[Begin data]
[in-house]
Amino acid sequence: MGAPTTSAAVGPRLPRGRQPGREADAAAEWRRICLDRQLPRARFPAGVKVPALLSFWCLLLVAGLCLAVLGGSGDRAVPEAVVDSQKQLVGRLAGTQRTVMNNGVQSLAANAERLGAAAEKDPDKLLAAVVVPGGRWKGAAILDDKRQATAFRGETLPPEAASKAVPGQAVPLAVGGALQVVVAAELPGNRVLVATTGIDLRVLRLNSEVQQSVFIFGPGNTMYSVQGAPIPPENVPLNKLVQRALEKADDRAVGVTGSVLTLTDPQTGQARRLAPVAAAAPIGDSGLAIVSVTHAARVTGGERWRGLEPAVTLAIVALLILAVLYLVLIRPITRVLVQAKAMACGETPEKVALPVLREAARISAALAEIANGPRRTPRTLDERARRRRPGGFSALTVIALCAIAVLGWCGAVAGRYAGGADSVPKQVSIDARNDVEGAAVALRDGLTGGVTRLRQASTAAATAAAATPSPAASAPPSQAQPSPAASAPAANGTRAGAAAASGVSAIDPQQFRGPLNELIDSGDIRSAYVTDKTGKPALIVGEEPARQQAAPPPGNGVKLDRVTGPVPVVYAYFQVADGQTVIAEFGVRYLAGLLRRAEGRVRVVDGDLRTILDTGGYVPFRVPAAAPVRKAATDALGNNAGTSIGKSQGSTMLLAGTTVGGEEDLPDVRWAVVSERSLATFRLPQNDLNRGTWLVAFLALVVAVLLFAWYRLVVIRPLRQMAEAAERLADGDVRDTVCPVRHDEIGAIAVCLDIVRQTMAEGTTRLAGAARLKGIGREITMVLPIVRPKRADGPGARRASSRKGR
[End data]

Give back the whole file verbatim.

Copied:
[in-house]
Amino acid sequence: MGAPTTSAAVGPRLPRGRQPGREADAAAEWRRICLDRQLPRARFPAGVKVPALLSFWCLLLVAGLCLAVLGGSGDRAVPEAVVDSQKQLVGRLAGTQRTVMNNGVQSLAANAERLGAAAEKDPDKLLAAVVVPGGRWKGAAILDDKRQATAFRGETLPPEAASKAVPGQAVPLAVGGALQVVVAAELPGNRVLVATTGIDLRVLRLNSEVQQSVFIFGPGNTMYSVQGAPIPPENVPLNKLVQRALEKADDRAVGVTGSVLTLTDPQTGQARRLAPVAAAAPIGDSGLAIVSVTHAARVTGGERWRGLEPAVTLAIVALLILAVLYLVLIRPITRVLVQAKAMACGETPEKVALPVLREAARISAALAEIANGPRRTPRTLDERARRRRPGGFSALTVIALCAIAVLGWCGAVAGRYAGGADSVPKQVSIDARNDVEGAAVALRDGLTGGVTRLRQASTAAATAAAATPSPAASAPPSQAQPSPAASAPAANGTRAGAAAASGVSAIDPQQFRGPLNELIDSGDIRSAYVTDKTGKPALIVGEEPARQQAAPPPGNGVKLDRVTGPVPVVYAYFQVADGQTVIAEFGVRYLAGLLRRAEGRVRVVDGDLRTILDTGGYVPFRVPAAAPVRKAATDALGNNAGTSIGKSQGSTMLLAGTTVGGEEDLPDVRWAVVSERSLATFRLPQNDLNRGTWLVAFLALVVAVLLFAWYRLVVIRPLRQMAEAAERLADGDVRDTVCPVRHDEIGAIAVCLDIVRQTMAEGTTRLAGAARLKGIGREITMVLPIVRPKRADGPGARRASSRKGR